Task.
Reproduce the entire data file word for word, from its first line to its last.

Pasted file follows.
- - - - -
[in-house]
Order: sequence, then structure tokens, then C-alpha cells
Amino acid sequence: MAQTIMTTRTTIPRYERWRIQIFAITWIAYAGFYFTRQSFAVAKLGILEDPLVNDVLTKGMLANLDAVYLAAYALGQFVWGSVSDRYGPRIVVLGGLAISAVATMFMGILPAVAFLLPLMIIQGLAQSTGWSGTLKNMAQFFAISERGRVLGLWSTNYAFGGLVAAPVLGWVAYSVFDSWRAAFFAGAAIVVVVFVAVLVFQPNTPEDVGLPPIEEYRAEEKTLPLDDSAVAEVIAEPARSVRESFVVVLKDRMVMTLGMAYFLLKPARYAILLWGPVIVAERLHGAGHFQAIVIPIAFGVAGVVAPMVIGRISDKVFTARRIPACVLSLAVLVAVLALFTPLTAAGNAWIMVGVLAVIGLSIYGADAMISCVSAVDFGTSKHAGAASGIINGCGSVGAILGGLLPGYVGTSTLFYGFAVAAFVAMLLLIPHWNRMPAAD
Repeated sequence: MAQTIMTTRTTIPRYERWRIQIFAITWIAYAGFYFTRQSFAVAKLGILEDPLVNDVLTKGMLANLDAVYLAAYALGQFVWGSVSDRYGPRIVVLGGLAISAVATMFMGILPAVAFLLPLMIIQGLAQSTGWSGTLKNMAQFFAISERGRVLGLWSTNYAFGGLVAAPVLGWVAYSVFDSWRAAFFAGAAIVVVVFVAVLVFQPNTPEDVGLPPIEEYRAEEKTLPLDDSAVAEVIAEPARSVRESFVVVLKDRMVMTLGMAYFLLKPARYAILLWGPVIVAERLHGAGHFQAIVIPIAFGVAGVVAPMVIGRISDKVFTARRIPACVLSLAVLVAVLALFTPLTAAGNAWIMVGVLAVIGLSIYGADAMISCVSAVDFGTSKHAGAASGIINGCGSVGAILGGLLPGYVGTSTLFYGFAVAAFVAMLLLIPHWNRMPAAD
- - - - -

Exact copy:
[in-house]
Order: sequence, then structure tokens, then C-alpha cells
Amino acid sequence: MAQTIMTTRTTIPRYERWRIQIFAITWIAYAGFYFTRQSFAVAKLGILEDPLVNDVLTKGMLANLDAVYLAAYALGQFVWGSVSDRYGPRIVVLGGLAISAVATMFMGILPAVAFLLPLMIIQGLAQSTGWSGTLKNMAQFFAISERGRVLGLWSTNYAFGGLVAAPVLGWVAYSVFDSWRAAFFAGAAIVVVVFVAVLVFQPNTPEDVGLPPIEEYRAEEKTLPLDDSAVAEVIAEPARSVRESFVVVLKDRMVMTLGMAYFLLKPARYAILLWGPVIVAERLHGAGHFQAIVIPIAFGVAGVVAPMVIGRISDKVFTARRIPACVLSLAVLVAVLALFTPLTAAGNAWIMVGVLAVIGLSIYGADAMISCVSAVDFGTSKHAGAASGIINGCGSVGAILGGLLPGYVGTSTLFYGFAVAAFVAMLLLIPHWNRMPAAD
Repeated sequence: MAQTIMTTRTTIPRYERWRIQIFAITWIAYAGFYFTRQSFAVAKLGILEDPLVNDVLTKGMLANLDAVYLAAYALGQFVWGSVSDRYGPRIVVLGGLAISAVATMFMGILPAVAFLLPLMIIQGLAQSTGWSGTLKNMAQFFAISERGRVLGLWSTNYAFGGLVAAPVLGWVAYSVFDSWRAAFFAGAAIVVVVFVAVLVFQPNTPEDVGLPPIEEYRAEEKTLPLDDSAVAEVIAEPARSVRESFVVVLKDRMVMTLGMAYFLLKPARYAILLWGPVIVAERLHGAGHFQAIVIPIAFGVAGVVAPMVIGRISDKVFTARRIPACVLSLAVLVAVLALFTPLTAAGNAWIMVGVLAVIGLSIYGADAMISCVSAVDFGTSKHAGAASGIINGCGSVGAILGGLLPGYVGTSTLFYGFAVAAFVAMLLLIPHWNRMPAAD